Zits’s fourth transformation (into Jimmy) confronts questions of a post-09/11 America. Jimmy initially hesitated before agreeing to teach Abbad, because he worried about the man's heritage. However, doubts over his racism lead him to teach the man anyway. In many ways, this is a moral triumph for Jimmy, who transcended his base doubts. However, Abbad used the lessons Jimmy taught to commit an atrocity in downtown Chicago. What Abbad betrayed was not only Jimmy's lessons but also Jimmy's optimism. Jimmy opened himself to this man against his better judgment, trusting in the Abbad's innate goodness, and ended up an accomplice to terrorism. As Jimmy, Zits feels the myriad hatreds, resentments, doubts, and betrayals that permeate a paranoid world, forcing him to question his own complicity in his behavior, and the difficulty of forgiving not only others, but also oneself in such a world.
Zits spends much of the novel is search of father figures. Discuss Zits’s need for a father, and how it helps define his character.
Zits’s bad behavior is attributed in the novel to the need to fill many absences. The death of his mother, the abuse of adults, and most of all, the abandonment of his father, leave a void in his life. Zits’s desire for a father figure is understandable. He has never had a positive paternal influence in his life, yet is defined by others mostly by the heritage his father gave him (as an Indian). Likewise, whereas he remembers how his mother loved him, he can only assume his father did not. What is most distressing is how almost every substitution leads to greater betrayal and pain. He is molested twice by father figures, and suffered under men like Edgar, who withdrew their affection. That Zits responds aggressively to his many problems suggests a desire to overcompensate for a lack of male attention. When he finally encounters his own father, Zits realizes that while the pain of lacking a father might never go away, he might have the ability to control that pain, rather than letting it control him.
What is the significance of the “onions and beer" motif?
Onions and beer have no direct association with one another, outside of their combination in various culinary dishes. However, the smell of onions and beer has great significance to Zits, as it symbolizes pain and expected disappointment. We learn late in the novel that the first man to molest Zits smelled of onions and beer. However, during the preceding story, several characters are described as smelling this way. While Zits is likely not conscious of the connection, a discerning reader realizes how that sexual molestation trained Zits to immediately doubt people who might be in a position to help him. His ability to trust has been damaged. The motif is affecting both because it suggests the way that childhood trauma continues to resonate through one's life, as well as the way that despite his articulate nature, Zits is often unaware of the complexity of his psychological hang-ups.
Zits often names characters in the novel according to either their appearance or their actions. Discuss his method of naming characters.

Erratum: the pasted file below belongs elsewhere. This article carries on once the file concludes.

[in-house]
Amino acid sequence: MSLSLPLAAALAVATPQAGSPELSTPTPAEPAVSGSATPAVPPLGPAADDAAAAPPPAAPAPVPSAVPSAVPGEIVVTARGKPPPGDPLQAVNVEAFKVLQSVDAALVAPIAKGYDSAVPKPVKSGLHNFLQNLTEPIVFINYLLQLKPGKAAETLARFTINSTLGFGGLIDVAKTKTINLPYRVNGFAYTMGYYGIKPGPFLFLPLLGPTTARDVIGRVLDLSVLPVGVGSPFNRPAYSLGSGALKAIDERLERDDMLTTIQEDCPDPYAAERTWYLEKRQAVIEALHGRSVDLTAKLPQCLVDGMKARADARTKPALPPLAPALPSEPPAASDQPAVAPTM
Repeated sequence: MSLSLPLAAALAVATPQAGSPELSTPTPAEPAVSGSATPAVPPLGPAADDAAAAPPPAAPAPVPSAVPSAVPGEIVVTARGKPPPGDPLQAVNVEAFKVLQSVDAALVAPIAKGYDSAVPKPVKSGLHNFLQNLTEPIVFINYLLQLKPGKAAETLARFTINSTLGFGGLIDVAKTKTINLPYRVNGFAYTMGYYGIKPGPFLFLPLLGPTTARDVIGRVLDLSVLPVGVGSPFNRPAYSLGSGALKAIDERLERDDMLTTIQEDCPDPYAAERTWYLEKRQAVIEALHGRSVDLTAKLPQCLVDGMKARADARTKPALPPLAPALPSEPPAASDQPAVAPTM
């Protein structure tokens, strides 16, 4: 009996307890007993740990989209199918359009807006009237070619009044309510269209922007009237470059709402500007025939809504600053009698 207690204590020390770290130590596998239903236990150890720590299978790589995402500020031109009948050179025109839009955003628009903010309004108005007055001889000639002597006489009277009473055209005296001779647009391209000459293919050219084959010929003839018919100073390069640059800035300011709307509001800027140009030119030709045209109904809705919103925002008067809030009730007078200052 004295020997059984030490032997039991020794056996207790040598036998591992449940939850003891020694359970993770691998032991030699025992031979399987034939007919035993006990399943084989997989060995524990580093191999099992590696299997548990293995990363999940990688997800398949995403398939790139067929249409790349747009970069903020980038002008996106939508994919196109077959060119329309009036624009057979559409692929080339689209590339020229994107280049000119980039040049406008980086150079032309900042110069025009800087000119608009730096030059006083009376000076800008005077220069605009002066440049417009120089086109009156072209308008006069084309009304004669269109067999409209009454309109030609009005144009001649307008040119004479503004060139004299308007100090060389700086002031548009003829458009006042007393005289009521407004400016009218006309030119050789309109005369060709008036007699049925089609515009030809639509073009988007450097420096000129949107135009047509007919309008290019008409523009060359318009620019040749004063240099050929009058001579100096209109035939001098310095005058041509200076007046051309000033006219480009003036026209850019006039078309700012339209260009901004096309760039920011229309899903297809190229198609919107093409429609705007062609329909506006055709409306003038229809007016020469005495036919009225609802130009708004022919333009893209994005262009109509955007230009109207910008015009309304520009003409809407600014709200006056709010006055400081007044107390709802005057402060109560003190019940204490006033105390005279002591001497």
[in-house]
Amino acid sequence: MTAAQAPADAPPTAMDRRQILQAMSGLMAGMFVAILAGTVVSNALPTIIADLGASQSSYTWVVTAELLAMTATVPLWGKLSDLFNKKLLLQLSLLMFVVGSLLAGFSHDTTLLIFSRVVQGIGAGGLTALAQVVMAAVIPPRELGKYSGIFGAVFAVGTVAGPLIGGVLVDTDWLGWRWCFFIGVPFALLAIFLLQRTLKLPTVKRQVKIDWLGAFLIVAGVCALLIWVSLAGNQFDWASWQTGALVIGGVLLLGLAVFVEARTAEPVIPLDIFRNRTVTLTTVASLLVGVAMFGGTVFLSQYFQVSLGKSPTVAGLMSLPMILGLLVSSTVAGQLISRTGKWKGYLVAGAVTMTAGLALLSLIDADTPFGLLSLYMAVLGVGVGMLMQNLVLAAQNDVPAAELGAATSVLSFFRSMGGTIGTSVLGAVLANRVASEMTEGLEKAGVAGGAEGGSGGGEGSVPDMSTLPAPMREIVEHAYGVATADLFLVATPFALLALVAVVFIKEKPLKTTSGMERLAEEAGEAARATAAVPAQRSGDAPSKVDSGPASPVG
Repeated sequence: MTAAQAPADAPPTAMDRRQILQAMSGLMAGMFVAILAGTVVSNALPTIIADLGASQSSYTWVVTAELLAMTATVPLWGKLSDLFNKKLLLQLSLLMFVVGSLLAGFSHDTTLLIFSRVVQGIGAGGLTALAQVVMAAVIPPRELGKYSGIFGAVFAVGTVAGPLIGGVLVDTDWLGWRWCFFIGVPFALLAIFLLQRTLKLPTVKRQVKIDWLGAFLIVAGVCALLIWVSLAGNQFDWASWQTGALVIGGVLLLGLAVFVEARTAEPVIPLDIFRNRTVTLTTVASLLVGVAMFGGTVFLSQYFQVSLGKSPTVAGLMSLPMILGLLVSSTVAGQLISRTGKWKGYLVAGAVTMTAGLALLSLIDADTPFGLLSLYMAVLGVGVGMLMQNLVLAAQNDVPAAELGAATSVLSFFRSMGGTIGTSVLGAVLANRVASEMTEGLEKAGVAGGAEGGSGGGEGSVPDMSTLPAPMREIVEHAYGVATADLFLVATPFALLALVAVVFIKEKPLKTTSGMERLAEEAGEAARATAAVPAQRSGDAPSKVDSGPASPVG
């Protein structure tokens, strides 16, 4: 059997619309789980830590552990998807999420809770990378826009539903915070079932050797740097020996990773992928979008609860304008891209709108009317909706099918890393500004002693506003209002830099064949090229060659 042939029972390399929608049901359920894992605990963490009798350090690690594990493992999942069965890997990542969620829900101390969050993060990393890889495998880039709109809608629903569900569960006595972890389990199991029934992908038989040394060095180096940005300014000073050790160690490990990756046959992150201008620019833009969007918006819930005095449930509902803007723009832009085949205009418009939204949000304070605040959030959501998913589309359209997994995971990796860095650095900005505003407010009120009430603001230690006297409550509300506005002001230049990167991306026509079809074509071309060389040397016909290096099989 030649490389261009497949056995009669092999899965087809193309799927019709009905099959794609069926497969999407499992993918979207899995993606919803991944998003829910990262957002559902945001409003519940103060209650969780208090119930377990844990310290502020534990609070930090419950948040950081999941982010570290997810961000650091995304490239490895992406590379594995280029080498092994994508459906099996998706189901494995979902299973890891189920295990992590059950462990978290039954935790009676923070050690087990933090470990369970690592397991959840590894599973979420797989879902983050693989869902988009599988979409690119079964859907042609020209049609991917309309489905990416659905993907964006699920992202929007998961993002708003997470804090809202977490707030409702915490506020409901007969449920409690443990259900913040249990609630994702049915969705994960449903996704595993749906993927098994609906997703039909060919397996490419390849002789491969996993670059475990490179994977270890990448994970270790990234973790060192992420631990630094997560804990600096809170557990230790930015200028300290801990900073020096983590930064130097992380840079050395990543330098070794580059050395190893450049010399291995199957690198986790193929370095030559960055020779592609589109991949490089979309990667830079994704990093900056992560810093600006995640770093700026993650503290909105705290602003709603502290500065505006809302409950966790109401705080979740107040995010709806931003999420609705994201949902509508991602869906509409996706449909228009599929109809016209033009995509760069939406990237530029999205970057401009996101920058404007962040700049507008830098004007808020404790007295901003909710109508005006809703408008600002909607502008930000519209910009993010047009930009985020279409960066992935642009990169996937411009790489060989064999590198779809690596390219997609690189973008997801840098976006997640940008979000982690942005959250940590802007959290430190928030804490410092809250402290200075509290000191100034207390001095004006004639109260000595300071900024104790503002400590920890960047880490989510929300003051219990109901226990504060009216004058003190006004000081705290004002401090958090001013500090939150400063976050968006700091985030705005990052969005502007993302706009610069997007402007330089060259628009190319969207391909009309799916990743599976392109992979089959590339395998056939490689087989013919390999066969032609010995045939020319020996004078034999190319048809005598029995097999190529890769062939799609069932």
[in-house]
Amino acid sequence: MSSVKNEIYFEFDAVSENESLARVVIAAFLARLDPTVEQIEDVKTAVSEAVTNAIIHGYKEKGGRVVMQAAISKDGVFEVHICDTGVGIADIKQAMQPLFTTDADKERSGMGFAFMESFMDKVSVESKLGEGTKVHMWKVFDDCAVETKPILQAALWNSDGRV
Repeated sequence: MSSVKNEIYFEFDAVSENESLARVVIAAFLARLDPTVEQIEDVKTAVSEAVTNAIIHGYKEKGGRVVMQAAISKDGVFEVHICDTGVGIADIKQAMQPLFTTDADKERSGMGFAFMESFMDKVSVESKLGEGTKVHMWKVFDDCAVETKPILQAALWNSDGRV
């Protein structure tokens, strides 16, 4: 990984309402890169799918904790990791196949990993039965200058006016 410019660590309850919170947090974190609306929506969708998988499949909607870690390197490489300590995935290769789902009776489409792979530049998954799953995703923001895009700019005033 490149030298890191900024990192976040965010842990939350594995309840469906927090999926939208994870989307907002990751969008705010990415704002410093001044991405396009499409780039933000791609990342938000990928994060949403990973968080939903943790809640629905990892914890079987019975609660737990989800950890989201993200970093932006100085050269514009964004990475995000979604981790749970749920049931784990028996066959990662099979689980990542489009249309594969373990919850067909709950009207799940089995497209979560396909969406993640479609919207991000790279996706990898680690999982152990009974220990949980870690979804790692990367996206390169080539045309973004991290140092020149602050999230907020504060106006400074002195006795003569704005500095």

Zits begins the novel by embracing his nickname and insisting that his real name is unimportant. Right away, he establishes the importance of names, as well as his pervasive lack of self-worth. Zits continually identifies people by their outward appearance or behavior, suggesting his disinterest in looking any deeper, his self-imposed emotional boundaries. He praises good characters with names like Small Saint, and criticizes bad characters by refusing them a name. For instance, he never gives his father's name. Others, like his mother, do not get named because he feels betrayed by them. Though there is no strict system to naming in the novel, Zits's choices often reveal a lot about both his personality and his inner growth. That the novel ends with his real name is no accident; it provides a satisfying pay-off to his journey by expressing his new self-worth.
Zits describes himself as a “time traveling mass murderer.” However, his personality grows with each transformation. How does his perception of “self” change with each transformation?
Zits wakes into each transformation, suggesting that each episode offers a new day, a new opportunity for growth.
As Hank Storm, Zits confronts the truth of the violence he committed. He must contrast the ugliness of people like Art and Horse to a hero like Jimmy, and realize he has acted more like the former. He cannot be disinterested about the atrocity he has committed; he cannot lie to himself like Hank lies to his own family.
As the Indian boy, Zits experiences the joy of being a pure Indian, but realizes that even the 'oppressed' are capable of great violence. Further, he confronts the possibility that all violence is unmerited, that any person can justify violence if he so chooses.
As Gus, Zits is in a position of power, and gets to experience his Irish side. However, he here realizes that any individual has the power to actively resist violence. He does not merely need to disdain it; he can choose to counter it.
As Jimmy, Zits has little control. Instead, he experiences how a life devoted to sadness and shame is a life controlled by those emotions. As Jimmy flies himself to suicide, Zits realizes how despair can become a crutch, pessimism a self-imposed death sentence.
As his father, Zits learns that all humans suffer pain, shame and guilt. Therefore, in order to transcend those feelings in oneself, one must forgive them in others. His father's memories earn his empathy, and he is able to relinquish some of his hatred.
Overall, Zits changes from an emotionally stilted person to one willing to change himself. By confronting the truth of his feelings and then acknowledging that he can endeavor to change them, he ultimately grows not into a perfect person, but into an admirable one.